Another thing to consider is your target demographic and how they might change or expand to include new groups. Now that you’re no longer limited to just those in your geographic area, what additional products might you offer that would appeal to a wider audience?

Compare platforms

There are a variety of e-commerce platforms for online retailers: Amazon, Shopify, Magento and Squarespace, to name just a few. Deciding on the appropriate platform will be one of the biggest decisions you’ll make in the process of building your e-commerce presence.

Additionally, incorporating tools like Square can help simplify the payment process for both you and your customers. These tools can be synced with your digital store and allow you to accept alternative payment sources like Apple and Android Pay. They also provide data that helps you keep track of inventory and sales both on and offline.

Having this data at your fingertips will empower you to make more informed decisions about budgeting, marketing and inventory.


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Perfect your storefront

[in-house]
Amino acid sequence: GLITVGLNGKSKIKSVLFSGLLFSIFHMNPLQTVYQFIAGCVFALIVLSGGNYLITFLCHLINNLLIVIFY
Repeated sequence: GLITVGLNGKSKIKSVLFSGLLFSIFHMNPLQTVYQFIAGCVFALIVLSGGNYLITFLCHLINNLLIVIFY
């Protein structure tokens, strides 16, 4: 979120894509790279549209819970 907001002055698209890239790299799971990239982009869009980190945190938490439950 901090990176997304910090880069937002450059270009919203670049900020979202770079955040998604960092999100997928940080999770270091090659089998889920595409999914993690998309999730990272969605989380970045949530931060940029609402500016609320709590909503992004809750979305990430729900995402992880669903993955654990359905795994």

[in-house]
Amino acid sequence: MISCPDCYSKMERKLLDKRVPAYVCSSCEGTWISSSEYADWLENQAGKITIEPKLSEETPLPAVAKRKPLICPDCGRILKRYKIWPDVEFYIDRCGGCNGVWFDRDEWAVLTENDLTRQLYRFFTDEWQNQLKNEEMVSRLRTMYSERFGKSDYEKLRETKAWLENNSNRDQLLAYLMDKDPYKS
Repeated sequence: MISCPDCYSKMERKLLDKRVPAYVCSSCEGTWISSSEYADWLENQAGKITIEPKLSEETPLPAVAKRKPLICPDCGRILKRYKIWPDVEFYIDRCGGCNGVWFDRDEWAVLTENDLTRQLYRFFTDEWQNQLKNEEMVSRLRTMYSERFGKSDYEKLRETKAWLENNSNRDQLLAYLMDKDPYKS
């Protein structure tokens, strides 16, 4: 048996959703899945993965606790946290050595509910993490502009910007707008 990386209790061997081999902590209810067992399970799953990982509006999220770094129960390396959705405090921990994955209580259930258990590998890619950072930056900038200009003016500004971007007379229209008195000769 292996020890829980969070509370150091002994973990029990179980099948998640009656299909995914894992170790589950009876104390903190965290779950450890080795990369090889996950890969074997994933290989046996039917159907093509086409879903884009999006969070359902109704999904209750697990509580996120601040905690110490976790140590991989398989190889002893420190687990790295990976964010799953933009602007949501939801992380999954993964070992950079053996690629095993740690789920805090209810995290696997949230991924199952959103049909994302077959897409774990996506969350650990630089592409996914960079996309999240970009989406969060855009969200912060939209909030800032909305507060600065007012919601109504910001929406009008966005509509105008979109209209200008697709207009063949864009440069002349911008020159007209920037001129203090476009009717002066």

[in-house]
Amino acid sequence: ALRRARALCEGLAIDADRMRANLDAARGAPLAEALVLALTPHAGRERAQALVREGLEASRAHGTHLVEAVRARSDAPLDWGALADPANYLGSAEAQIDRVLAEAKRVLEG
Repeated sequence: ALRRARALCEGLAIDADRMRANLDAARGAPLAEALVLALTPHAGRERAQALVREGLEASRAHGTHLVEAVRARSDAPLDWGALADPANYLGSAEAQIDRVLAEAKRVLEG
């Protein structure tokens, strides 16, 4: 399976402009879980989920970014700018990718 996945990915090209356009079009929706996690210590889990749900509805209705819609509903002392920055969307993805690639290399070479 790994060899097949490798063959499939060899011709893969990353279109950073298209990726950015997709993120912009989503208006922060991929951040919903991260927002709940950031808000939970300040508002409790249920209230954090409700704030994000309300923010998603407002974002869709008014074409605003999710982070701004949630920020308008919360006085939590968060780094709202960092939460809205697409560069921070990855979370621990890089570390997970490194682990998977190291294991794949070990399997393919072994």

Once you lay the groundwork for your e-commerce store, it’s important to tweak the details as you gain more information.

These edits will depend on your unique business model, but all web-based retailers should:

  • Simplify: The fewer clicks it takes to get through the checkout process, the better. Small features like auto-selecting shipping methods and not requiring a sign-in will speed things along for your customer.
  • Categorize: This is especially important for retailers with many different types of products. You may want a feature that displays similar products to shoppers based on what they have purchased in the past. Making sure your menu categories are intuitive is also paramount in reducing shopper frustration.

You can spend eternity rearranging your homepage, but don’t get caught up in details that are negligible. This is especially true for retailers whose traffic comes from social media, landing pages or direct product searches. If consumers don’t typically land on your homepage, but a different page of your store, don’t let the homepage eat up all your time. Put the most effort into pages that get the most eyes on them.

Remember, your digital storefront is not just for digital buyers, either.

Some retailers report a noticeable boost in physical, in-store sales after launching their e-commerce site.

Studies show that 80 percent of consumers do their research and price comparisons online, but still prefer to make the final purchasing decision in person.

Launching an e-commerce store can be overwhelming, especially for those entrepreneurs who prefer the concrete world of brick-and-mortar business. But with the correct tools and integrations in place, you can build a thriving digital storefront that practically runs itself.